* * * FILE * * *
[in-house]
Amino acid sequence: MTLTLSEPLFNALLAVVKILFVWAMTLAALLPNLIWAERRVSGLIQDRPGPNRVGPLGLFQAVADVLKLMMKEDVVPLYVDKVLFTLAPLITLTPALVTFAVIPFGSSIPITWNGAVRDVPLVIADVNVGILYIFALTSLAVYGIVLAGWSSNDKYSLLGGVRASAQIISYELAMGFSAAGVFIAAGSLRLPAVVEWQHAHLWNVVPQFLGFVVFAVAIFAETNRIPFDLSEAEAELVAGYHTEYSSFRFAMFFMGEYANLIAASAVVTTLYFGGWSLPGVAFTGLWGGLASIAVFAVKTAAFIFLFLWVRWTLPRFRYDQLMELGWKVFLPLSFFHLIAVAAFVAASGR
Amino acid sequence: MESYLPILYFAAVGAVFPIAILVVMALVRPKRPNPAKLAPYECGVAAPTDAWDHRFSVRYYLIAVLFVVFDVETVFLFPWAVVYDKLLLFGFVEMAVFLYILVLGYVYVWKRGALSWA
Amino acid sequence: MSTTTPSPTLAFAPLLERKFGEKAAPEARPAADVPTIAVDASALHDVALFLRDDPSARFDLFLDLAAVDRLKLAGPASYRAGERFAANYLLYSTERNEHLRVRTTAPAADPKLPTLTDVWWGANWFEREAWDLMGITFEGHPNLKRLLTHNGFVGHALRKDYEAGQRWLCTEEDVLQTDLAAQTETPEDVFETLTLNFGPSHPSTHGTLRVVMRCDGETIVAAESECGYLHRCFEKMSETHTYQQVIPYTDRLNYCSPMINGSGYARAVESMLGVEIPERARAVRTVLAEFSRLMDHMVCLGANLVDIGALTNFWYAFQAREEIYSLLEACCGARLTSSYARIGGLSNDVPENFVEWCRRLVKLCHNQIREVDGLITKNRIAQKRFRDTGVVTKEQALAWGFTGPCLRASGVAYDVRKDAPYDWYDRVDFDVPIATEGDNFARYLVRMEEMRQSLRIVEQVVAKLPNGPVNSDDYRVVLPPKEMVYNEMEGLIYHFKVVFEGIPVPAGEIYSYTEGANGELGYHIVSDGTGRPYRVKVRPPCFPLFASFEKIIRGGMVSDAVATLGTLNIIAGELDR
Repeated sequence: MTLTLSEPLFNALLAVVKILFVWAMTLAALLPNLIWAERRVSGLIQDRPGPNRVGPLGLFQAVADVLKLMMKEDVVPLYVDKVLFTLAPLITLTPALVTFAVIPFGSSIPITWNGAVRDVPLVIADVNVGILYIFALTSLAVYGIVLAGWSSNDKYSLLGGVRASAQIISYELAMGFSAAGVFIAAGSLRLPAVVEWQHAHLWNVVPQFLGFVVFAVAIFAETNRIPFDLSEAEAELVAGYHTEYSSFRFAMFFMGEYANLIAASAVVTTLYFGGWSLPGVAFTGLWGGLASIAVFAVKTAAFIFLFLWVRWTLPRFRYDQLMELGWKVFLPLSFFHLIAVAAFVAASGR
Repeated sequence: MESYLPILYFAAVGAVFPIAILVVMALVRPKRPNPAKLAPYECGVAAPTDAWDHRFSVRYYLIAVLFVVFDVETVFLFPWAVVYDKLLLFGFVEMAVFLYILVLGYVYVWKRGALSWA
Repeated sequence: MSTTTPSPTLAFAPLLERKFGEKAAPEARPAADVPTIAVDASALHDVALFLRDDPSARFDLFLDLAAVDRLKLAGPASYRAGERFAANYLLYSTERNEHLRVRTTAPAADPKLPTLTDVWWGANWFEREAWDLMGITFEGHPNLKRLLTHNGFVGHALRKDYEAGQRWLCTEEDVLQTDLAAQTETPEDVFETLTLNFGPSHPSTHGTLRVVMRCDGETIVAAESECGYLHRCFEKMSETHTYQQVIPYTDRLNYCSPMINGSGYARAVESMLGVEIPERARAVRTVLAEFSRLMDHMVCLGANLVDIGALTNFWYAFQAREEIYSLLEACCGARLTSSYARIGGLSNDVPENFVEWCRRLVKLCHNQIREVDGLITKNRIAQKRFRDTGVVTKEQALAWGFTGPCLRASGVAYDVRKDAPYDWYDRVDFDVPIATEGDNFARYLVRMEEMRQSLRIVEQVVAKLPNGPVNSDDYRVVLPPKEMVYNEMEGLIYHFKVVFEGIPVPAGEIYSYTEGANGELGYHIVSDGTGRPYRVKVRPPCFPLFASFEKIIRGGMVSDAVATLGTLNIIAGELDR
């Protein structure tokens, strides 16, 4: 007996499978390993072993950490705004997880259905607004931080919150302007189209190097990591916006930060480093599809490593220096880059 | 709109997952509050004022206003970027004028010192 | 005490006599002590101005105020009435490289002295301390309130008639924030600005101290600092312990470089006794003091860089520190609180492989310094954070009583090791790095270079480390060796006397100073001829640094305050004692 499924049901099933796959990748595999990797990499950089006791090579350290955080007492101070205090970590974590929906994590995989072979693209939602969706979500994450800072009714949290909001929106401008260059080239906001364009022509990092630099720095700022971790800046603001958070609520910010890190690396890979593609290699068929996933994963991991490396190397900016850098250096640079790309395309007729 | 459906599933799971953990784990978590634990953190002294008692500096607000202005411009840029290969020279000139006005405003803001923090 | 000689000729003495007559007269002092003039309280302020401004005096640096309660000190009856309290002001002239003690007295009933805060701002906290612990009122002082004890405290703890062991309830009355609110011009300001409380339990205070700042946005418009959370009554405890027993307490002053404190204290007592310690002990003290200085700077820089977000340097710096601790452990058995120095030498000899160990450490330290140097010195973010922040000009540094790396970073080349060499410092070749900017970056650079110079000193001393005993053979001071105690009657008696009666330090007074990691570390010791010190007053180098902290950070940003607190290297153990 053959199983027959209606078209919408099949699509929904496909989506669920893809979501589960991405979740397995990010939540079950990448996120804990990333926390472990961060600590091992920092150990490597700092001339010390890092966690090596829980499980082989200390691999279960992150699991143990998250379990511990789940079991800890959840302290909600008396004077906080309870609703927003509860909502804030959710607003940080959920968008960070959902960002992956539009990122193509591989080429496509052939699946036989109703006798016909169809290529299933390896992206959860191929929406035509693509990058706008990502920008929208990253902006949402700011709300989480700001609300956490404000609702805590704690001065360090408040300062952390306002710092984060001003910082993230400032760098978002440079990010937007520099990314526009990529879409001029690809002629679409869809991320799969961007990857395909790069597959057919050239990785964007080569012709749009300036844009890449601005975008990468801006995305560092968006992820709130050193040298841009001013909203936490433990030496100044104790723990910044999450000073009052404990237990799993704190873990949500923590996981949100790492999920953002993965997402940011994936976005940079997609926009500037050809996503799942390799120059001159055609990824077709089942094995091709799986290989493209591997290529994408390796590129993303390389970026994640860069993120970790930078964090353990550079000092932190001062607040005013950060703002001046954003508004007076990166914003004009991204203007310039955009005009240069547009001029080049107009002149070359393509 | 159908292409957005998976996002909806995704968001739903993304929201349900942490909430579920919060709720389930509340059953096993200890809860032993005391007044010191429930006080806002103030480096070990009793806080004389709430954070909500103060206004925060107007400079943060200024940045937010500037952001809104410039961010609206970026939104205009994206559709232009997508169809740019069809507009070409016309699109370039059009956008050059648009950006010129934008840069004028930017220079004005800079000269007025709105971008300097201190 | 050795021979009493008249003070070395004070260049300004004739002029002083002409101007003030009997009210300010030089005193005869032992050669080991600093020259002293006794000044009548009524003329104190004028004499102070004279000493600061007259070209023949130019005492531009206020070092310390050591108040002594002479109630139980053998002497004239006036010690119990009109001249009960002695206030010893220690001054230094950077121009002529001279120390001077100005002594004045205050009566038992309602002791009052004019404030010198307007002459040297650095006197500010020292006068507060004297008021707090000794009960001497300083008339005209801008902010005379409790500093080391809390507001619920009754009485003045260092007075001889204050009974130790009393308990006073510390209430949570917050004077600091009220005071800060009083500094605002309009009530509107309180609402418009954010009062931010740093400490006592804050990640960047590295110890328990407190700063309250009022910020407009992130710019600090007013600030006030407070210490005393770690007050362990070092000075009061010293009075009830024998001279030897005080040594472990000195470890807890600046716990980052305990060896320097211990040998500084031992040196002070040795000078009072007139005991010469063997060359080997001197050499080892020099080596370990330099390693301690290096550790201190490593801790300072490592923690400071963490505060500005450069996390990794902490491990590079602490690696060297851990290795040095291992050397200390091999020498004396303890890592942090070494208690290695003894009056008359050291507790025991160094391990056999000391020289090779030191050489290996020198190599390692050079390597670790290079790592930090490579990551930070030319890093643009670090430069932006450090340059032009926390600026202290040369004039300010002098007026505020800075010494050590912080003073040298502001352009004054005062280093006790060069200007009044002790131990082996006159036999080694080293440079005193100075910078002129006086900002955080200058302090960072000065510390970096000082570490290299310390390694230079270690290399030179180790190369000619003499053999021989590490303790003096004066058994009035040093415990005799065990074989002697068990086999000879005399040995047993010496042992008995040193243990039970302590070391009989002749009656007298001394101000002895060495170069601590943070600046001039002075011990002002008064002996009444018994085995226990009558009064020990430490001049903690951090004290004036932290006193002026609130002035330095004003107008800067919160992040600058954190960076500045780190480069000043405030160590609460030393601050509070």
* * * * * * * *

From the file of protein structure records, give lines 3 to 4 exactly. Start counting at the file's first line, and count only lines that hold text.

Amino acid sequence: MESYLPILYFAAVGAVFPIAILVVMALVRPKRPNPAKLAPYECGVAAPTDAWDHRFSVRYYLIAVLFVVFDVETVFLFPWAVVYDKLLLFGFVEMAVFLYILVLGYVYVWKRGALSWA
Amino acid sequence: MSTTTPSPTLAFAPLLERKFGEKAAPEARPAADVPTIAVDASALHDVALFLRDDPSARFDLFLDLAAVDRLKLAGPASYRAGERFAANYLLYSTERNEHLRVRTTAPAADPKLPTLTDVWWGANWFEREAWDLMGITFEGHPNLKRLLTHNGFVGHALRKDYEAGQRWLCTEEDVLQTDLAAQTETPEDVFETLTLNFGPSHPSTHGTLRVVMRCDGETIVAAESECGYLHRCFEKMSETHTYQQVIPYTDRLNYCSPMINGSGYARAVESMLGVEIPERARAVRTVLAEFSRLMDHMVCLGANLVDIGALTNFWYAFQAREEIYSLLEACCGARLTSSYARIGGLSNDVPENFVEWCRRLVKLCHNQIREVDGLITKNRIAQKRFRDTGVVTKEQALAWGFTGPCLRASGVAYDVRKDAPYDWYDRVDFDVPIATEGDNFARYLVRMEEMRQSLRIVEQVVAKLPNGPVNSDDYRVVLPPKEMVYNEMEGLIYHFKVVFEGIPVPAGEIYSYTEGANGELGYHIVSDGTGRPYRVKVRPPCFPLFASFEKIIRGGMVSDAVATLGTLNIIAGELDR